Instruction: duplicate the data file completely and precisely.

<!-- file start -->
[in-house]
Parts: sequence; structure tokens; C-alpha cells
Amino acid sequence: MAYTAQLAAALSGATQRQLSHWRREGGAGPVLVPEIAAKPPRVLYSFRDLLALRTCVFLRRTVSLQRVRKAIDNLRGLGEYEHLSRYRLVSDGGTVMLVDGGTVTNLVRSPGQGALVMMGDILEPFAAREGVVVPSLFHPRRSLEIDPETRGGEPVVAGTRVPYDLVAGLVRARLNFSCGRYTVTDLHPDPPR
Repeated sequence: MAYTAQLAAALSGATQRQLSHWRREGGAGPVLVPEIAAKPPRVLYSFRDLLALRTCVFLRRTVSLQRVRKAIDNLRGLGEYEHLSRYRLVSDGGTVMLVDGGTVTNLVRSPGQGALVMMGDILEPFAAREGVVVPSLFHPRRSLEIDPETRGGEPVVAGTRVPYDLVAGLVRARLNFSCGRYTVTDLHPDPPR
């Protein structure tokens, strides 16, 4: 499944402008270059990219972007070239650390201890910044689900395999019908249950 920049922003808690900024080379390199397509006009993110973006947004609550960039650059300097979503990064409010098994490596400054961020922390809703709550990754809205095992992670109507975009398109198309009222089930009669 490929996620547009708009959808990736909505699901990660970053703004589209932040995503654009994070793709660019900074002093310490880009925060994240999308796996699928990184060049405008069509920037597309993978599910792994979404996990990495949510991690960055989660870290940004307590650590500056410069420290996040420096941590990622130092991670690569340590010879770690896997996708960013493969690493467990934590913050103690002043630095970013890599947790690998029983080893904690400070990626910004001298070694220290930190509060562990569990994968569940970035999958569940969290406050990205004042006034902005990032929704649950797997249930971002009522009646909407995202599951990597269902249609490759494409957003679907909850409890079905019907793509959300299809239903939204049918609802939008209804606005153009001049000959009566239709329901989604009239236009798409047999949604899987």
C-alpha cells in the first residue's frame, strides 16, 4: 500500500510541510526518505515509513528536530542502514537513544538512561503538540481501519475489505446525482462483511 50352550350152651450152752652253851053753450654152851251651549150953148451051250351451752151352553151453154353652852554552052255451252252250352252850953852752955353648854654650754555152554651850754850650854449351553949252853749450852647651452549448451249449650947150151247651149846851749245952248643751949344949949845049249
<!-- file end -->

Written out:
[in-house]
Parts: sequence; structure tokens; C-alpha cells
Amino acid sequence: MAYTAQLAAALSGATQRQLSHWRREGGAGPVLVPEIAAKPPRVLYSFRDLLALRTCVFLRRTVSLQRVRKAIDNLRGLGEYEHLSRYRLVSDGGTVMLVDGGTVTNLVRSPGQGALVMMGDILEPFAAREGVVVPSLFHPRRSLEIDPETRGGEPVVAGTRVPYDLVAGLVRARLNFSCGRYTVTDLHPDPPR
Repeated sequence: MAYTAQLAAALSGATQRQLSHWRREGGAGPVLVPEIAAKPPRVLYSFRDLLALRTCVFLRRTVSLQRVRKAIDNLRGLGEYEHLSRYRLVSDGGTVMLVDGGTVTNLVRSPGQGALVMMGDILEPFAAREGVVVPSLFHPRRSLEIDPETRGGEPVVAGTRVPYDLVAGLVRARLNFSCGRYTVTDLHPDPPR
């Protein structure tokens, strides 16, 4: 499944402008270059990219972007070239650390201890910044689900395999019908249950 920049922003808690900024080379390199397509006009993110973006947004609550960039650059300097979503990064409010098994490596400054961020922390809703709550990754809205095992992670109507975009398109198309009222089930009669 490929996620547009708009959808990736909505699901990660970053703004589209932040995503654009994070793709660019900074002093310490880009925060994240999308796996699928990184060049405008069509920037597309993978599910792994979404996990990495949510991690960055989660870290940004307590650590500056410069420290996040420096941590990622130092991670690569340590010879770690896997996708960013493969690493467990934590913050103690002043630095970013890599947790690998029983080893904690400070990626910004001298070694220290930190509060562990569990994968569940970035999958569940969290406050990205004042006034902005990032929704649950797997249930971002009522009646909407995202599951990597269902249609490759494409957003679907909850409890079905019907793509959300299809239903939204049918609802939008209804606005153009001049000959009566239709329901989604009239236009798409047999949604899987």
C-alpha cells in the first residue's frame, strides 16, 4: 500500500510541510526518505515509513528536530542502514537513544538512561503538540481501519475489505446525482462483511 50352550350152651450152752652253851053753450654152851251651549150953148451051250351451752151352553151453154353652852554552052255451252252250352252850953852752955353648854654650754555152554651850754850650854449351553949252853749450852647651452549448451249449650947150151247651149846851749245952248643751949344949949845049249